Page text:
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Dear Coach,

 

My name is Laura and I'm 32. I CrossFit three times a week in the evenings, spin two times a week in the morning, and usually do some Pilates on a Sunday.

 

I am not sure how paleo my diet is, but I have breakfast with eggs, some fruit and a coffee; lunch with meat, vegetables, and sweet potatoes; and then I get into a lot of confusion as to what to eat pre- and post- CrossFit sessions.

 

So far I have had half my dinner consisting of fish or meat with vegetables an hour before CrossFit and then a straight post workout shake and the other half of my meal on my return back home, after about 45 minutes.My overall appetite has increased so sometimes for dinner, post CrossFit, I have gluten free oats cooked with water as well.

 

My goal is to get lean, lose fat and body weight, and increase lean muscle, but I find it really hard when comes nutrition time. Can I have some guidance on what to eat to reach my goal ?I currently weigh 64kg and would like to be below 60 with more lean mass than now.

 

Thanks,

Confused By Food

 

   

Dear Confused By Food,  

 

 

Great question. It can be tricky to know exactly what to eat around your workouts, so let’s get started.

 

First, for you to lean down to 60kg or below, you’ll need to decrease your overall daily calories. Now, without knowing your body fat percentage, it’s difficult to estimate your daily calorie requirements. However, if you can find that out at your CrossFit gym, great. Then go here to use John Romaniello’s calorie calculator.

 

crossfit nutrition, post workout nutrition, eating before crossfitIn order to drop your calories while maintaining enough energy for CrossFit, we need to look at adjusting what you’re eating around your workouts. It looks like you’re getting carbohydrates during breakfast and lunch as well as post-workout (I’m assuming your post-workout shake contains carbs) and dinner.

 

One suggestion would be to swap your lunch meal with your pre-workout meal (perhaps minus the veggies). The reason for this is that sweet potatoes can be a great pre-workout nutrient and, when eaten with some form of protein, can make it less important to have a post-workout shake immediately afterwards.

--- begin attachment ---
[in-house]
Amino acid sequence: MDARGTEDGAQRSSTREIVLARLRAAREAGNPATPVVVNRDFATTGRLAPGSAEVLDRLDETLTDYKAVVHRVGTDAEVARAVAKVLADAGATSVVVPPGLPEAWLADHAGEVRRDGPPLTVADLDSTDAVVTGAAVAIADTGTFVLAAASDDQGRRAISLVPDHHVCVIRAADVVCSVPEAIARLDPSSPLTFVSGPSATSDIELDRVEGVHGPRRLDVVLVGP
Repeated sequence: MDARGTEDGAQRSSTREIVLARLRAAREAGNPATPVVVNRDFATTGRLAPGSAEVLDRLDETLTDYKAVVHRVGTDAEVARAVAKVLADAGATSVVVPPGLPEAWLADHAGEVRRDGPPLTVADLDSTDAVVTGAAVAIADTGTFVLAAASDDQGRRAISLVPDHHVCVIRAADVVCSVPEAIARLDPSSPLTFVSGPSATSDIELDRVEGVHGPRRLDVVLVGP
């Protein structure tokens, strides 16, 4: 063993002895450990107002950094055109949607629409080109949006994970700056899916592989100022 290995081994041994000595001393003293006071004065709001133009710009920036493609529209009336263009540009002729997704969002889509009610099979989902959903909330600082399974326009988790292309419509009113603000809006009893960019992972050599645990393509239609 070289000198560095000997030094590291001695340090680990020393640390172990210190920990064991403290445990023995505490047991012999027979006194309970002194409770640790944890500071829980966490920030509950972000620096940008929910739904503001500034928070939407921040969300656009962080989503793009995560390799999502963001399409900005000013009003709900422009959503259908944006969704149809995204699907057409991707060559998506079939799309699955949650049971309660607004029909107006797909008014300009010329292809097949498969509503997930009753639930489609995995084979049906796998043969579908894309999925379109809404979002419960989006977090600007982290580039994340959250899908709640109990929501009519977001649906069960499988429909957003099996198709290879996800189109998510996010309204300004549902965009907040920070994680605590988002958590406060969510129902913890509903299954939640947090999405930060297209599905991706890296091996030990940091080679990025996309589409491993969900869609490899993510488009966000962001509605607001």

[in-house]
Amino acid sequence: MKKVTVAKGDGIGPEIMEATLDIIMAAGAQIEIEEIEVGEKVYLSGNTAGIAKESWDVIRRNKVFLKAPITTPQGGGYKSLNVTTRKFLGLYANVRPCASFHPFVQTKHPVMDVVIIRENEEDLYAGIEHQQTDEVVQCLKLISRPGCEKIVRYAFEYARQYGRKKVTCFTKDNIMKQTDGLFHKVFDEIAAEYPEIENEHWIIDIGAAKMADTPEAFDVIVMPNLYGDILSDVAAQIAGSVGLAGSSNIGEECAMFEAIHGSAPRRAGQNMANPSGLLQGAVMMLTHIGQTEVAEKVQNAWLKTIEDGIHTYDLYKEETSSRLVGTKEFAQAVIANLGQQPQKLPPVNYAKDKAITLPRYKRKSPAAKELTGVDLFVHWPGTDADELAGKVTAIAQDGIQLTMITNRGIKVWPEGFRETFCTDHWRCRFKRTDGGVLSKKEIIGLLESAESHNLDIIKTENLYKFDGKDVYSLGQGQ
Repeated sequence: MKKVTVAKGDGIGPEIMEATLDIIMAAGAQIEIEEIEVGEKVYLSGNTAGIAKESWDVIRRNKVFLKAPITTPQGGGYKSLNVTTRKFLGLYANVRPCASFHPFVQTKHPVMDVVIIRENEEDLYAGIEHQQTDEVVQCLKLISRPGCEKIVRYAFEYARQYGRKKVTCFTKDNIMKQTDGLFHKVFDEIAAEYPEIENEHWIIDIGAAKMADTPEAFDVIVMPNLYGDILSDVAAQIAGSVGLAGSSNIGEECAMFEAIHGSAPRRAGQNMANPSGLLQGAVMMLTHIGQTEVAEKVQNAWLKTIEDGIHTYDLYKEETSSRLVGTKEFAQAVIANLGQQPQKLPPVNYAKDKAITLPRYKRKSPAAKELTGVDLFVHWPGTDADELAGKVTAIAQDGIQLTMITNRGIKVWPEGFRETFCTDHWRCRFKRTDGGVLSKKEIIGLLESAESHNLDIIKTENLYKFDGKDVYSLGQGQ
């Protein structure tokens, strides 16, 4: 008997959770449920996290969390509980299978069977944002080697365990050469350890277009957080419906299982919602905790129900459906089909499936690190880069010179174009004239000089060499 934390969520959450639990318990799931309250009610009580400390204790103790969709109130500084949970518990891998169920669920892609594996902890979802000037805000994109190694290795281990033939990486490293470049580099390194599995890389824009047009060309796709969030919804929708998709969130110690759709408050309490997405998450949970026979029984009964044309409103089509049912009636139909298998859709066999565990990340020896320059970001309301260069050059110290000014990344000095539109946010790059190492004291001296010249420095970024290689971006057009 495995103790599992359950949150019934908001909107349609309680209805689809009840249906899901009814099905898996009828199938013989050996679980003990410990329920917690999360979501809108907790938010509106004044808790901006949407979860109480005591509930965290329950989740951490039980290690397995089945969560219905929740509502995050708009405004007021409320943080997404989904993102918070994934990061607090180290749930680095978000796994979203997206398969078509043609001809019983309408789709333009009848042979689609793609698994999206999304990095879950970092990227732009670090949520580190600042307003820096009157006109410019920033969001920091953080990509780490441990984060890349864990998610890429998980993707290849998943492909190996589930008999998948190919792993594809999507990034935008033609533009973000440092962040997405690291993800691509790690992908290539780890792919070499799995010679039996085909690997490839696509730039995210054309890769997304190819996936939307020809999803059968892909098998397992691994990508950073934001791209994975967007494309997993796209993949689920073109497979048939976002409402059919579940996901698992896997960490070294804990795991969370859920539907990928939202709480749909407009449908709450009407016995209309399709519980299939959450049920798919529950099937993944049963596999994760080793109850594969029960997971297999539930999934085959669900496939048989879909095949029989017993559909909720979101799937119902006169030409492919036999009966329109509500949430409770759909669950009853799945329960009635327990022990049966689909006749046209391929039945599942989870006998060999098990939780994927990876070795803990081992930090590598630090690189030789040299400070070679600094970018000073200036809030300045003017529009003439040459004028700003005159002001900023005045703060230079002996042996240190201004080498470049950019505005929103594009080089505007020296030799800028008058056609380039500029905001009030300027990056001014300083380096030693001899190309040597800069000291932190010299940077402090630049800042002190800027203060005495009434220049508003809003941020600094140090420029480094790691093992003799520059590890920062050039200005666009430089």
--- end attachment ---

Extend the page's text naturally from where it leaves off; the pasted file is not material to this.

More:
The only consideration is that you may have to give yourself a little more time between that pre-workout meal and the workout itself. But, in doing so you’ll be able to cut out some calories without the risk of short-changing your recovery. This is especially true since you’re eating dinner only 45 minutes after finishing your workout.

 

Of course, if you really enjoy having a post-workout shake, try reducing the amount of carbs in it and keep the protein. In addition, feel free to have some carbs (e.g. the gluten-free oats that you mentioned) with your protein at dinner. This will do a great job of helping your muscles recover for the next workout.

 

If you like seeing specific numbers, here are some guidelines (courtesy of Alan Aragon):

 

Pre-workout (60-120 minutes):

  • Solid meal (i.e. NOT liquid) containing carbs and protein
  • Carbohydrates - 0.44g/kg target body weight
  • Protein - 0.44g/kg target body weight

 

For example, at your target body weight of 60kg, this would equal:

  • 26-33 grams carbohydrate
  • 26-33 grams protein

 

Post-workout (within 60 minutes):

  • Solid or liquid meal containing carbs and protein
  • Carbohydrates - 0.44g/kg target body weight
  • Protein - 0.44g/kg target body weight

 

Note: Including fat in any your meals is optional and at your discretion based on your overall daily calorie goals and personal preference. Some people don’t feel as good when they eat foods containing fat before a workout, but it’s up to you. You’ll still want to include them at some point during the day, but they may be best for breakfast, lunch, or dinner following your workout.

 

Hopefully that helps. Please feel free to contact us with any other questions!

 

Coach Peter Curcio

 
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